Incendiary interview Super Furry Animals

Gruff has experienced a fair degree of difficulty with the hotel's pretension of putting a spoon in his portion of nuts. He looks up bewhildered at me. “Erm… so what do you do with this then? Eat them like soup?

Incendiary chat to Gruff Rhys and Guto Pryce from Super Furry Animals

 

Typical, an afternoon off work and I'm treated to an overcast day in the middle of what had to be the best spell of weather Holland had enjoyed all summer. In some ways it is appropriate that I'm off to meet Guto & Gruff from SFA, as it's weather that could best be described as South Walian; lurking, lowering cloud banks letting go the odd spit or so of rain. Ho hum... Still I am soon sitting comfortably in a hotel garden, watching the gangling Gruff Rhys show off his considerable kindness and beautiful manners as he laboriously  drags a large sunshade – replete with a concrete base - over to a table where he and another journalist are sat (just in case there's any more rain). As for me I'm yapping to SFA bassist Guto about airports and the Dutch concept of space... Guto sits back contentedly, skins up and lets me get on with  my history lesson.

 

IN: Schiphol is designed as a concept of total movement in that it is a building that is designed never to create bottlenecks. And that's the same concept as Louis van Gaal's 1990s Ajax team; pre-ordained thinking, pre-planning, action...

 

G: Very sensible the Dutch. Compare Schiphol to Heathrow, where you are going from one building to the other... that's more a set of warrens. I mean, look at grass, you can buy the strongest grass over here, but no-one smokes it all day, do they? Whereas we would... We are...

 

IN: Tolerance certainly breeds it's own self control. Plus I think the Dutch see our excess in coffee shops as being in very bad taste.. Have you ever seen the drugs bin at Schiphol by the way?

 

G: (now laughing) No! I didn't.

 

IN: Erm. I'd better ask you about the new album, Love Kraft. It's so different in scale of concept to the other earlier releases... Your earlier albums were full of songs concieved as small, personal vignettes, sharp little tales; stuff like Mario Man. Now it is huge themes, sprawling orchestration, epic tales of love and loss in the abstract... I take it this is deliberate?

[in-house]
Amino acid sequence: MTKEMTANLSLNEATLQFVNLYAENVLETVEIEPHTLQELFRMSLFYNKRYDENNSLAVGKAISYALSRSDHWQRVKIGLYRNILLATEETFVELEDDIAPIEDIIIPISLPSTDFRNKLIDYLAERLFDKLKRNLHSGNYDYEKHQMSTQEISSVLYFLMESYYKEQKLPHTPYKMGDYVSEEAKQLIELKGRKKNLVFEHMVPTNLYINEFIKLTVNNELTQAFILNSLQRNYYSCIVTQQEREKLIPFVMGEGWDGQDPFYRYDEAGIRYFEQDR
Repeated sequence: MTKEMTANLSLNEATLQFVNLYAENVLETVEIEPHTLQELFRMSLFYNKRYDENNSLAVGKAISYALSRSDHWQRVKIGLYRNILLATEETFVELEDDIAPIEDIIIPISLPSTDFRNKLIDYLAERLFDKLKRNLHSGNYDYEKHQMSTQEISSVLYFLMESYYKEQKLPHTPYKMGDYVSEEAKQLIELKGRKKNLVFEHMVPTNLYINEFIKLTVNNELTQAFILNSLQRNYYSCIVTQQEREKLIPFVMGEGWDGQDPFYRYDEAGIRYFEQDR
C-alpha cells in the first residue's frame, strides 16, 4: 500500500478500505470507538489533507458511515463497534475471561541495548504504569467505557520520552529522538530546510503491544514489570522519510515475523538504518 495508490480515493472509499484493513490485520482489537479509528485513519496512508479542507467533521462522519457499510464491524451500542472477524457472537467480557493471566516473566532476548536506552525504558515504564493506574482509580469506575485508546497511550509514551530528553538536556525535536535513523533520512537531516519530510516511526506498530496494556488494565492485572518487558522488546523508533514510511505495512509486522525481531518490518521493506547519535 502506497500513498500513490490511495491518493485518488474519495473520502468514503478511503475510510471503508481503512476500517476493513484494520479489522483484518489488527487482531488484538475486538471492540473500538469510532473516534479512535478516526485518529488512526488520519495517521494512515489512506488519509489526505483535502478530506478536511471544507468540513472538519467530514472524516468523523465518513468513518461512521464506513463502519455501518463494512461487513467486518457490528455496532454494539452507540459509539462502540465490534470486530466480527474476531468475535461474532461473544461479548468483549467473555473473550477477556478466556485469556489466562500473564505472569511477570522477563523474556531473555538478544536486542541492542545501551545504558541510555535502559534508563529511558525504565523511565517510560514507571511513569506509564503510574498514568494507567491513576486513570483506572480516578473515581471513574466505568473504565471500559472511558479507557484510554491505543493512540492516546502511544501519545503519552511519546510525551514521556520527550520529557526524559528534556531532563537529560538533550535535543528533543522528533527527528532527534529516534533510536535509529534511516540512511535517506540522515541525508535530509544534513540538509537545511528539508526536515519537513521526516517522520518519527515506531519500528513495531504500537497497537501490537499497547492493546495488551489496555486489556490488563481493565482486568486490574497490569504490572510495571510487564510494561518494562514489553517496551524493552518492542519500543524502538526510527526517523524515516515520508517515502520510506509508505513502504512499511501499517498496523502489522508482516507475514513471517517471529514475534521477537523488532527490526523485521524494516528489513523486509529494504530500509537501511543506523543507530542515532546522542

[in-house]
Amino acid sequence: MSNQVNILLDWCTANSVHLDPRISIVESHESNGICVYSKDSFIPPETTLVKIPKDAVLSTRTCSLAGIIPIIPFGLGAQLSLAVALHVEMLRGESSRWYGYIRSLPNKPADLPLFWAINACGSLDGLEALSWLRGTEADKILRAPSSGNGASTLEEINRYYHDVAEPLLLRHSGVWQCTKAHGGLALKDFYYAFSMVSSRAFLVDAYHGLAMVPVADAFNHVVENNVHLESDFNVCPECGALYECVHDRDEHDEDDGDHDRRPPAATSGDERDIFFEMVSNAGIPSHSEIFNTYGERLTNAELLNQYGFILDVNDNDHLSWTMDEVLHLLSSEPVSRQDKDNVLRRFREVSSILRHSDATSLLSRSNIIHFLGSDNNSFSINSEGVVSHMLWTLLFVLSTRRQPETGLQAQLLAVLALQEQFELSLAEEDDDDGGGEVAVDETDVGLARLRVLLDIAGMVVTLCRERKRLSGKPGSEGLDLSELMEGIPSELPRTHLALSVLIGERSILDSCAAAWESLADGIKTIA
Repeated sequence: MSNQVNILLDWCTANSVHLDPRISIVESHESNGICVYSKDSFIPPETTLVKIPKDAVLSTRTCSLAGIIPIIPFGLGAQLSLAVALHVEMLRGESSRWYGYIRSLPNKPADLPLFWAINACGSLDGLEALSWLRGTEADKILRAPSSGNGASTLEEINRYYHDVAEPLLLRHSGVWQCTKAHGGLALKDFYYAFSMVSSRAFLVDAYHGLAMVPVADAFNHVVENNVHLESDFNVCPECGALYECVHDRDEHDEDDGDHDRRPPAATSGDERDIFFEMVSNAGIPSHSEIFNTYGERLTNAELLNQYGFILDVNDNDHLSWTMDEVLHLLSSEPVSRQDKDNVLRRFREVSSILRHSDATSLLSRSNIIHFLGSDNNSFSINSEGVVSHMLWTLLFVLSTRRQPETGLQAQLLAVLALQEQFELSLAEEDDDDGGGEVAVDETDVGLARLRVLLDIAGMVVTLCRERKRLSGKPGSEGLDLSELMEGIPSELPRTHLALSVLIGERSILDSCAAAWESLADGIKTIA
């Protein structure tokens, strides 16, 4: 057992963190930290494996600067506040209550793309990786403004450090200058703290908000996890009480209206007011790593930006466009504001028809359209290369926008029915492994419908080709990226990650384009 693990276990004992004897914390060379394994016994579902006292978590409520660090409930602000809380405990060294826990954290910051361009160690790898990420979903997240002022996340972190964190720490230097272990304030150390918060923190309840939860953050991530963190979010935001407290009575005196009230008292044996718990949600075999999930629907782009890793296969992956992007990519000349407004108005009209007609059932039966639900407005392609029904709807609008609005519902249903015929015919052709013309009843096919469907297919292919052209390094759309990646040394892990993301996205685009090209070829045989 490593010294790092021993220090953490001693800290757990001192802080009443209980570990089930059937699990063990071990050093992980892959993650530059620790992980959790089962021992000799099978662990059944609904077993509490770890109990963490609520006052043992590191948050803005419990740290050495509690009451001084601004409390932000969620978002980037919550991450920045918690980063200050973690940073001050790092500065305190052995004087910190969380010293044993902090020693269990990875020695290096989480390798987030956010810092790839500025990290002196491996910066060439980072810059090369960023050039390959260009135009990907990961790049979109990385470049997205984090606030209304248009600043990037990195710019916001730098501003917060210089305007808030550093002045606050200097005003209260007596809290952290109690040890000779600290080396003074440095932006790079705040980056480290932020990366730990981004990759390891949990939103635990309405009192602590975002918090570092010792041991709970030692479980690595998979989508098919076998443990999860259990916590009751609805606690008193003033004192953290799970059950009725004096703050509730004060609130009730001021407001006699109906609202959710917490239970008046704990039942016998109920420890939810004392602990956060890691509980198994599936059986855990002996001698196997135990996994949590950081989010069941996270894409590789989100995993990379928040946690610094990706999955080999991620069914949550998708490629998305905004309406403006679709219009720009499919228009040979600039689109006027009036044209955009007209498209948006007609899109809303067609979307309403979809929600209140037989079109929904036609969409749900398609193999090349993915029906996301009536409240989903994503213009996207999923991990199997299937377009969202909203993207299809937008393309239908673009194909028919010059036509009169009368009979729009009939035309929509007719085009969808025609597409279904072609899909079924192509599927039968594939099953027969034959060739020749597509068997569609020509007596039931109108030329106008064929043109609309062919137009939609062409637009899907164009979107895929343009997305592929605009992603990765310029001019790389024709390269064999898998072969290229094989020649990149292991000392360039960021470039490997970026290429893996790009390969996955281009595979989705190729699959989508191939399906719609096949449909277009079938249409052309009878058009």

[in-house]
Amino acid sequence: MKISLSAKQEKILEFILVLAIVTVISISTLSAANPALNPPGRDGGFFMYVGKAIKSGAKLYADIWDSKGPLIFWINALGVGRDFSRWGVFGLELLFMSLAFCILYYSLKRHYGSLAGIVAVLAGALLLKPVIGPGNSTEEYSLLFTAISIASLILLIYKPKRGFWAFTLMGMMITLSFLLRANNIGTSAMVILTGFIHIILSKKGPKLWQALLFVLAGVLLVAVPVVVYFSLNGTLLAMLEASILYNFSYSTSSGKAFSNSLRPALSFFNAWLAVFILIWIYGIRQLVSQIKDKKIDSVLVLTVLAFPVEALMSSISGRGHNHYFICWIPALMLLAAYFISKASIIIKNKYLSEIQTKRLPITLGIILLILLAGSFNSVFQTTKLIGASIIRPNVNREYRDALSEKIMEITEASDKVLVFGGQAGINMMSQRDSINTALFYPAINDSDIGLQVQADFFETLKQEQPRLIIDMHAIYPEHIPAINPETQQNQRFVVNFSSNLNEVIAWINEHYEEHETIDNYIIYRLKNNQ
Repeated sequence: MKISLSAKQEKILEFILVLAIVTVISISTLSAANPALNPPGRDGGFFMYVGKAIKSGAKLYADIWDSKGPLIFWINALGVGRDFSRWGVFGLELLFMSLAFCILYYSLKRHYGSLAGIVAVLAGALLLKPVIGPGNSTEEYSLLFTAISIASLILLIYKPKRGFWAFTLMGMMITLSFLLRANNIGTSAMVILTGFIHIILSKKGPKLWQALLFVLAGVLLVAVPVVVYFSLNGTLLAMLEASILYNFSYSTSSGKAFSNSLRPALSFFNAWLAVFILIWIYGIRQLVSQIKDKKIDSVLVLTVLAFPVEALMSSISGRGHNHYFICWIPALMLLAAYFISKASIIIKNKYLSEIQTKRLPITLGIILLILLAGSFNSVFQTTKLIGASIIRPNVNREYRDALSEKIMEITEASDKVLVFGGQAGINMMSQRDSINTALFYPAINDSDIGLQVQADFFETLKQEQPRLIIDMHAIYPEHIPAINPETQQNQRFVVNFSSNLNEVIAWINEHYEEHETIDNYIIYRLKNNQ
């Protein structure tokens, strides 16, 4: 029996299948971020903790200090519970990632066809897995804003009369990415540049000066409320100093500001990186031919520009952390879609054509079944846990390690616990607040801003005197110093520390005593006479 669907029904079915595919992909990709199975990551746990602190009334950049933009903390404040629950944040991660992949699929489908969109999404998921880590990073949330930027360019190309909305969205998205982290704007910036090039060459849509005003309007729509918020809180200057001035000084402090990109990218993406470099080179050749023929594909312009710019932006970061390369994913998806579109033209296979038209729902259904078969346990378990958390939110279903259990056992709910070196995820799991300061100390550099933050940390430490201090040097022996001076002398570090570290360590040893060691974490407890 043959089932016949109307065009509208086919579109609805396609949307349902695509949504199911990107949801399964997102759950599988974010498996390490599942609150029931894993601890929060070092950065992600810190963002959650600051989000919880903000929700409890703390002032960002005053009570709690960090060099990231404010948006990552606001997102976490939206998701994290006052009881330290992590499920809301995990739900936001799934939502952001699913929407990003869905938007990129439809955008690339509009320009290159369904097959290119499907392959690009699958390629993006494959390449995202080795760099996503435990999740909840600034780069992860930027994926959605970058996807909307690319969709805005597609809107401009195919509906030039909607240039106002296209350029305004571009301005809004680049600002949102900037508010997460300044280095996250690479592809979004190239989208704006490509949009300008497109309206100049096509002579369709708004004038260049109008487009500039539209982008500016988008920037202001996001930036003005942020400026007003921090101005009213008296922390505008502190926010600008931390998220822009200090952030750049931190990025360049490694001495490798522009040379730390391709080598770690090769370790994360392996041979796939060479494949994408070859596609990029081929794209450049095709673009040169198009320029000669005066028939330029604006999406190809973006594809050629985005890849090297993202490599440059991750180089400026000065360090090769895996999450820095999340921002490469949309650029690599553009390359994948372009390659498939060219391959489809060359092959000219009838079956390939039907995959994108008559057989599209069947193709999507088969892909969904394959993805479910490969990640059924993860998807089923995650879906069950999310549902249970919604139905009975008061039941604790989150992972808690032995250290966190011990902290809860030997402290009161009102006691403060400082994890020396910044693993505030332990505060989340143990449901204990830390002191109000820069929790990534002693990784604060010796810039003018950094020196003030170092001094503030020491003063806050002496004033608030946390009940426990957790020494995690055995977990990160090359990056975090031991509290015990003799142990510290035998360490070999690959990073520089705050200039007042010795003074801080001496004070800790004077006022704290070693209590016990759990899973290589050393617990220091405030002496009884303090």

G: Yeah, oh definitely. Normally we decide what sort of album we want to make  by sitting down and picking certain tracks. This time we chose songs that worked together, so we could create a sound that was as cohesive as possible. There was also a policy that there were going to be different singers on certain tracks, something we'd never really done before. So it was even more impotant to get it more cohesive. And then we had the title, which we had knocking about since the last album. This was a theme which, albeit loose, was pretty constant throughout the album, that of love. Whether it be personal love, love of life, even hatred of flying, which is a kind of a love...

 

A lot of our albums have been quite mad in that they have jumped around from place to place in terms of style, but definitely not this one.

 

IN: What I always liked about SFA is that you never set yourselves up in opposition to anything, you were always very inclusive, sonically... very much like Funkadelic. You have retained that but this album has a cohesiveness that is like a film score. Is that what you wanted?

 

G: No not necessarily though we listen to John Barry and Morricone a lot. A lot of arrangements are very filmic, Sean O'Hagan, when he comes in and does the strings, his background is film; he always brings something unexpected and something that is a pleasant surprise.

 

IN: I thought the art work was very much like a film poster this time too

 

G: Yeah, a spaghetti western!

 

IN: So Love Kraft is a completely different set up all round. With that in mind, was the greatest hits record last November a drawing a line under a lot of your musical past?

 

G: No, that's something that the record company wanted to do, and we were fine with that, but we were in the middle of making this album, so Love Kraft was where our heads were at. Suddenly we had to start thinking retro. It was easy to decide what was on the album... We did two gigs as a promotion, we didn't do a greatest hits tour. It wasn't really us. I mean it's probably very frustrating to some people that on each tour we like playing the new stuff so much. But we try to make every tour different. We wouldn't have lasted this long either if we'd have done that. We'd have gone stale very quickly.

 

IN: Its funny how as a band you have ridden a lot of trends. Tens years on and you still run parallel to virtually every hype or scene.

 

G: People tried, but it was never anything to do with us. NME tried to put us down as part of a Welsh scene, and failed, then there was New Psychedelia, where we had an album out and Mercury Rev had an album out the same month and everyone tried to create a scene. We reserve the right to make any kind of music. But I think the pigeon holing is their way of dealing with us...

 

IN: You are much more like a Krautrock band, say Amon Duul 2 who just keep knocking albums out one after the other.

 

G: We've never stopped, because we've never had a massive album and then had to constantly tour it for two years, so we make an album, tour it, and then go and make another album. We've never had time to really think about any of our work in that kind of way. We work much more in a stream of consciousness way, we just let the ideas come rolling out.